NOT ALL FOLLOWERS ARE FANS; CONVERT THEM !
In an economically driven music ecosystem, fandom is a primary income generator for an artist. It is imperative for an artist to build a loyal and religious following that can convert followers into potential buyers or customers of their products. Artists need to eke out every franc they can get from their creativity and diversify their incomes streams to stay relevant. When they are able to buy your product, you can call them fans.
Albeit the fact that digital music streaming has become a novel revenue model, it is a herculean challenge to achieve sustainable living as a recording artist in Cameroon with the poor fandom purchasing power and poor streaming remunerations. Being a modern artist is not just a showcase of your artistic competencies. To excel in a saturated music industry, an artists needs to be smart to excel financially and sustainably .
Most Cameroonian artists have a huge following; often 500,000 to 1 million people but their products can’t sell up to 10,000 copies. Are you focusing on the right demographic? It is essential to know your audience and their interests. It is also important to understand that, with social media algorithms, your posts are not seen by all the followers you have.
It is better to have 10,000 fans who can buy your product than 1 million passive followers.
There is a dichotomy between followers and customers. A follower can be anyone who follows your platform for the content you post but is not deeply connected to your brand or to you as a person. Since some Cameroonian artists post more glamorous photos than releasing good music, the followers may be there just for your stunning photos but won’t gravitate towards your musical product.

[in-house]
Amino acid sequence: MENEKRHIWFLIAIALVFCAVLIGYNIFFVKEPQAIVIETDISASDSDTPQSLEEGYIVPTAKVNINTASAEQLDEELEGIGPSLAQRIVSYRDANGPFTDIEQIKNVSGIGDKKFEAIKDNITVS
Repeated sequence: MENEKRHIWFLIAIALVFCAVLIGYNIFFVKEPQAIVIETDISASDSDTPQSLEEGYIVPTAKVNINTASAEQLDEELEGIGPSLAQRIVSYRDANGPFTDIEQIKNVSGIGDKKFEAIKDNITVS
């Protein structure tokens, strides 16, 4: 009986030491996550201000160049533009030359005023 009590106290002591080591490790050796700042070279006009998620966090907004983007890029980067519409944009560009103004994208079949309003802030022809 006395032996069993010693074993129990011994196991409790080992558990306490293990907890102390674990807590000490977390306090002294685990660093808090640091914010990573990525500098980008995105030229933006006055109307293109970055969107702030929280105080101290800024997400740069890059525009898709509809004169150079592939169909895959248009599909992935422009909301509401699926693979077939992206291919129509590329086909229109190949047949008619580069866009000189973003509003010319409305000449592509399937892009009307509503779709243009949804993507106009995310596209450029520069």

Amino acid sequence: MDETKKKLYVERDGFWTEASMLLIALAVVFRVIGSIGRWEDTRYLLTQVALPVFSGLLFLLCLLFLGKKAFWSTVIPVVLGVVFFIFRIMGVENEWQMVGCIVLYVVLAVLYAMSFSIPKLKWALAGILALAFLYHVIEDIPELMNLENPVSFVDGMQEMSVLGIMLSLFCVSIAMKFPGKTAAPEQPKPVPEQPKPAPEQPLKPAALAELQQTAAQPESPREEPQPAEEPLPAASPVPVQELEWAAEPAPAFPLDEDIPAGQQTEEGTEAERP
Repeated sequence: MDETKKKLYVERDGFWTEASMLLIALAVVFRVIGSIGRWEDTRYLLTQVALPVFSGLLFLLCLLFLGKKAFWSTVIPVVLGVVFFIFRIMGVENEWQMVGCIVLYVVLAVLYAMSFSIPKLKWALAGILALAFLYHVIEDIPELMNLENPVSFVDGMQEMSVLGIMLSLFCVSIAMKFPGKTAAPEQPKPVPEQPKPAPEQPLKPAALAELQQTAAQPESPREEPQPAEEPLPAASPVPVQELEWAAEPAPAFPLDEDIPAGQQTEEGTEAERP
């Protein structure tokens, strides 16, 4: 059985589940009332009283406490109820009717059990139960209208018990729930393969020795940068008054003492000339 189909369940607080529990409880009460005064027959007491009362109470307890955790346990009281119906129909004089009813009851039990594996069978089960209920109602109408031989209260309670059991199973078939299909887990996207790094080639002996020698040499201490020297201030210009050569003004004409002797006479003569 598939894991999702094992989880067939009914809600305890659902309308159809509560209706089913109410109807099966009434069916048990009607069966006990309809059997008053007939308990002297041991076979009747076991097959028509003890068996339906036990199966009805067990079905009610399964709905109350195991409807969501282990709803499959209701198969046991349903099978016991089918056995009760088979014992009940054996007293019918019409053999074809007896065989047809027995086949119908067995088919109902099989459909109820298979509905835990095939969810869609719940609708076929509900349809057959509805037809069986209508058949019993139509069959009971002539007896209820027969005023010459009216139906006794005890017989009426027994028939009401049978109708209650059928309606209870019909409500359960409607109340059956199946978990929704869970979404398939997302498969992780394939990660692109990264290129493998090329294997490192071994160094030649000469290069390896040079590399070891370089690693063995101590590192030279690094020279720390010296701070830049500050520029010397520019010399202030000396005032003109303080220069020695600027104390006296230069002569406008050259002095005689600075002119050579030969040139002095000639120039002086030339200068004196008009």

When it comes to converting followers into fans, Hip Hop rappers Jovi and Mic Monsta should be given accolades.
Mic Monsta’s business model works perfectly. He communicates on a personal level with his fans and makes them super special.
I watched one of his showcases in which he offered pairs of ICE ltd sneakers and cash to fans. By word of mouth marketing, these fans will convert their peers and family members to love Mic Monsta. That’s how he propels his fandom.
Jovi’s fandom is like discipleship due to how he connects with his followers with his personal philosophy and lifestyle. It is beyond music.
It is about creating a brand image that generates an emotional bond with the followers and positions itself as the first choice of its target audience.
Most artists have a scattered audience with no iota of loyalty.
Fandom engagement and consistency triggers consumption, which makes an artist sustainable.
I see some artists minimizing blogs and influencers, disregarding the importance of 3rd party validation in any business. Blowing your trumpet is fine but potential consumers attach more credence to your brand when validation comes from alternative sources.